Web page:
Top Tips for Surviving Japan’s Night Life
There are some people who think that the night is something for which you will need some sort of knack or talent. Some people think that the night is only good for a select number of people, those who can manage to stay up, those who can truly manage to handle whatever needs to be handled, those who can drink and drive, and many other possibilities.
Of course, this isn’t an absolute truth. There is no knack for the night life. To a certain extent, much of what you need to learn can be gleaned from your favorite tech blog, as well as from the comments section comprised by website visitors who are nice enough to share what they know with you. When it comes to night life in Japan, it’s basically the same thing. There are several tips that you can try so that you can easily survive the Japan culture of the night.
Here’s how to survive Japan’s night excitement.
Bring cash. Translation: bring lots of cash. Many venues do not accept credit cards. Cash is standard and definitely a safer bet if you plan on drinking heavily. Many izakaya do not issue separate checks either so if you are splitting the bill with your group everyone usually puts in cash. So, there you have the common reminder: it’s still best if you come prepared.
Remember to make a reservation. Popular izakaya and karaoke rooms get crowded on weekends and around public holidays. Without a reservation in hand be prepared to wait in line for a while or consider walking around to scout out alternative options.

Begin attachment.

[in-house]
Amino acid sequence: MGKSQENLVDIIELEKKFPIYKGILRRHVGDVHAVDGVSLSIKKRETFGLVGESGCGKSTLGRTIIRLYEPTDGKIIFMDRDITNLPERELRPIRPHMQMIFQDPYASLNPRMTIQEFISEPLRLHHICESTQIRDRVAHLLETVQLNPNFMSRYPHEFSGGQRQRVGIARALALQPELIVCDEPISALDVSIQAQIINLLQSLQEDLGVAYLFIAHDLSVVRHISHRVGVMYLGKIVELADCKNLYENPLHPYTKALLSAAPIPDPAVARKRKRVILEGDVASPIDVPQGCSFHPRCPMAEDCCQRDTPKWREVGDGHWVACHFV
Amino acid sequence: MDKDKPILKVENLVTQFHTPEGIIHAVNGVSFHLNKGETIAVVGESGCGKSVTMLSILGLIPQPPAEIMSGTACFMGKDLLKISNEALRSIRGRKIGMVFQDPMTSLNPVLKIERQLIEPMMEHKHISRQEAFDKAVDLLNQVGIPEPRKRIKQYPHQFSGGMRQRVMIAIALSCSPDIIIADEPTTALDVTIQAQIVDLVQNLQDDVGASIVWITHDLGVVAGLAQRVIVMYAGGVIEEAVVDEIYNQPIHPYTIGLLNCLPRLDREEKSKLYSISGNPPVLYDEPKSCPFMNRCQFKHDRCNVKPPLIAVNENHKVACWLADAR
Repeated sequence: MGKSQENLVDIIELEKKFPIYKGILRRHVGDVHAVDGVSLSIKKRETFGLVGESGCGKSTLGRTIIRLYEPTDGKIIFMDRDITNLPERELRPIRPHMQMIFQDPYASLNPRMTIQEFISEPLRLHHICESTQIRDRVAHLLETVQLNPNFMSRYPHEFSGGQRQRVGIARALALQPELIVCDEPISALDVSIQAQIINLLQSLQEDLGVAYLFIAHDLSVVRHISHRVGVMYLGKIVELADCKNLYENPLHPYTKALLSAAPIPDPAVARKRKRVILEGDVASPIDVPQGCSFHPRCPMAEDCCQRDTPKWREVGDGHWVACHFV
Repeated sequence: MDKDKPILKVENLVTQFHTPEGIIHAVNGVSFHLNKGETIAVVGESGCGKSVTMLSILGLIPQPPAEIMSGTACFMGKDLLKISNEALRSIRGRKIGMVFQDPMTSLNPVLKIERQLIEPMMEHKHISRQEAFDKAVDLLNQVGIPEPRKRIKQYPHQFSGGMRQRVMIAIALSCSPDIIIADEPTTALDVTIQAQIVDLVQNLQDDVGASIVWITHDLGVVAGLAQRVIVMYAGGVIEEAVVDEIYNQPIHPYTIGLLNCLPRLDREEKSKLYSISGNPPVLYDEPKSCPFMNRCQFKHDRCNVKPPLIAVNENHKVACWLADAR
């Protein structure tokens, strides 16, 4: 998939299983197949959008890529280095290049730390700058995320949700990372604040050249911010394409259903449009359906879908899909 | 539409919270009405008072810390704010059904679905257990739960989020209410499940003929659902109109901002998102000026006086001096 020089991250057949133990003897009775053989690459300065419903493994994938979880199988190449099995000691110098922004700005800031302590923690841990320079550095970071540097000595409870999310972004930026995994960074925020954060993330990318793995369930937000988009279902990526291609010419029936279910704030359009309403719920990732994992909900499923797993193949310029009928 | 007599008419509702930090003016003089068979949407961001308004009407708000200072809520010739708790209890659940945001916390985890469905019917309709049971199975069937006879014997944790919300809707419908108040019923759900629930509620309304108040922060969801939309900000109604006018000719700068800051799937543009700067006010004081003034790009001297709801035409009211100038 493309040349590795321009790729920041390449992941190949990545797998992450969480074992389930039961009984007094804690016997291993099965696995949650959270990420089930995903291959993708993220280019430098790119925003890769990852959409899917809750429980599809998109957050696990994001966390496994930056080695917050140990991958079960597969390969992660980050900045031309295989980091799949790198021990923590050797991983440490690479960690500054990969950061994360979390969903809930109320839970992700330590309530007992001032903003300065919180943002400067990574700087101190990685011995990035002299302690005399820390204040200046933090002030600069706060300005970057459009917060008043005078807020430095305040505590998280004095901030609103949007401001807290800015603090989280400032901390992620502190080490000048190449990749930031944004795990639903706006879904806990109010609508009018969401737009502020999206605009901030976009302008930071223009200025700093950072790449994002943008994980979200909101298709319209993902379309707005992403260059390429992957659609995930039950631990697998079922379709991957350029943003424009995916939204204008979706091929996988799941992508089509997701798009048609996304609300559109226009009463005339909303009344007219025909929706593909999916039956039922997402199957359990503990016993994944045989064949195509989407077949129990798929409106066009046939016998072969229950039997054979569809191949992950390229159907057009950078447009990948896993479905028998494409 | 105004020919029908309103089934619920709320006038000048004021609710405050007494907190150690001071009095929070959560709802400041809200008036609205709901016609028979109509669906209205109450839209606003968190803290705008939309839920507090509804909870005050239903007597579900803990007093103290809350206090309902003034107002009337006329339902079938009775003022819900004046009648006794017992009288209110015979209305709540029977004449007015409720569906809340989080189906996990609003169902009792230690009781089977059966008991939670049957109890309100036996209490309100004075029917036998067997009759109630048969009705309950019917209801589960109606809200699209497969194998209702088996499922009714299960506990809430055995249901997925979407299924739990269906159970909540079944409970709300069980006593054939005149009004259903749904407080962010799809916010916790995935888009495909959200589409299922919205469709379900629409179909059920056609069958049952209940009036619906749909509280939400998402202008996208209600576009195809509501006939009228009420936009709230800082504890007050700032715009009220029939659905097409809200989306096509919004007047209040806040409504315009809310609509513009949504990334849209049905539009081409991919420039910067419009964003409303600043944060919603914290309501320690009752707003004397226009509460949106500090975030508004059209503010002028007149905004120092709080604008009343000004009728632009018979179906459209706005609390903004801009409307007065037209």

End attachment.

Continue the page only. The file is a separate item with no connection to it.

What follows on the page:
Keep in mind that Japan’s night life is kept in sync with its train schedules. What one considers “late” in much of North America and many other countries is still “early” by Japan standards. If you’re going for a night out on the town, it’s best to plan to stay out until the first train at around 5 AM unless you stay nearby.
Don’t get complacent and too liberal when it comes to how you dress. Very few places have strict dress codes but if you are sporting tattoos then be prepared to cover them. Most nightclubs forbid beach sandals. Men’s shorts, open-toe shoes, and tank tops are also no-nos.
Ultimate Tip: Make sure you stay connected.
Nothing is more annoying or irritating than being in a foreign country and realizing that you have no means of reaching your family or even your friends. To avoid this, make sure you know how to stay connected. For example, when you’re using your Vodaphone UK, don’t forget to know how to ensure functionality even when you’re no longer in your homeland. This way, no matter how crazy your nightlife might get, you still know how to get home safely or let people who matter know what you’re up to. Don’t get careless; take extra precautions especially when it comes to communication.